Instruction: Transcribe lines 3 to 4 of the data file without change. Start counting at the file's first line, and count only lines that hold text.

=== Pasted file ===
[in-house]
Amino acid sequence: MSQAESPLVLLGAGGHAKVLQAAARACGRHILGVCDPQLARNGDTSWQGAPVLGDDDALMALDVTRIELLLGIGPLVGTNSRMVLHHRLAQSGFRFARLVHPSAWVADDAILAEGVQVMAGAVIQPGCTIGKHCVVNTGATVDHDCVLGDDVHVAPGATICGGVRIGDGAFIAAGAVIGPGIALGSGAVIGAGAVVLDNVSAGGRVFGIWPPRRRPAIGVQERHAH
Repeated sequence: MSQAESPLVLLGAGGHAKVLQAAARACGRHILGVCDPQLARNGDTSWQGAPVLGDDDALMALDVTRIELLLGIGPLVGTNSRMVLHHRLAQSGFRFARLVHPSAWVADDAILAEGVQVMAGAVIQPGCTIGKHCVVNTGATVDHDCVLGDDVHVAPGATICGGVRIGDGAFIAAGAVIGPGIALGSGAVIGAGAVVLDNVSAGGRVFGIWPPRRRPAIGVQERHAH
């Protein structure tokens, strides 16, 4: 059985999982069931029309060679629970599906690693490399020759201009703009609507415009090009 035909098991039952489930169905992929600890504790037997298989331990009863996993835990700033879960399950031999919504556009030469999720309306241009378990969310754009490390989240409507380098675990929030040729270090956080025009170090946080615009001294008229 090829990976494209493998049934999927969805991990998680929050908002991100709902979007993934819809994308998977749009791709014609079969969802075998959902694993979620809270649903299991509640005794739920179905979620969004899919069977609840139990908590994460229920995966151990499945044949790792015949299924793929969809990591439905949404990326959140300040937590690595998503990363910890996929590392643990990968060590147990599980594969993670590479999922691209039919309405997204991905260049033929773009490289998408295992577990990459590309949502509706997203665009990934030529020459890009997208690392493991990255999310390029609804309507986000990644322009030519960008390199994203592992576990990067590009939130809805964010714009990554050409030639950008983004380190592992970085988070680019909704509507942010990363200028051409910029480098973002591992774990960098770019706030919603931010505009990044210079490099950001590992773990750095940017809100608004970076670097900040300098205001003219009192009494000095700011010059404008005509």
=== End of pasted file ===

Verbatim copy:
Repeated sequence: MSQAESPLVLLGAGGHAKVLQAAARACGRHILGVCDPQLARNGDTSWQGAPVLGDDDALMALDVTRIELLLGIGPLVGTNSRMVLHHRLAQSGFRFARLVHPSAWVADDAILAEGVQVMAGAVIQPGCTIGKHCVVNTGATVDHDCVLGDDVHVAPGATICGGVRIGDGAFIAAGAVIGPGIALGSGAVIGAGAVVLDNVSAGGRVFGIWPPRRRPAIGVQERHAH
């Protein structure tokens, strides 16, 4: 059985999982069931029309060679629970599906690693490399020759201009703009609507415009090009 035909098991039952489930169905992929600890504790037997298989331990009863996993835990700033879960399950031999919504556009030469999720309306241009378990969310754009490390989240409507380098675990929030040729270090956080025009170090946080615009001294008229 090829990976494209493998049934999927969805991990998680929050908002991100709902979007993934819809994308998977749009791709014609079969969802075998959902694993979620809270649903299991509640005794739920179905979620969004899919069977609840139990908590994460229920995966151990499945044949790792015949299924793929969809990591439905949404990326959140300040937590690595998503990363910890996929590392643990990968060590147990599980594969993670590479999922691209039919309405997204991905260049033929773009490289998408295992577990990459590309949502509706997203665009990934030529020459890009997208690392493991990255999310390029609804309507986000990644322009030519960008390199994203592992576990990067590009939130809805964010714009990554050409030639950008983004380190592992970085988070680019909704509507942010990363200028051409910029480098973002591992774990960098770019706030919603931010505009990044210079490099950001590992773990750095940017809100608004970076670097900040300098205001003219009192009494000095700011010059404008005509």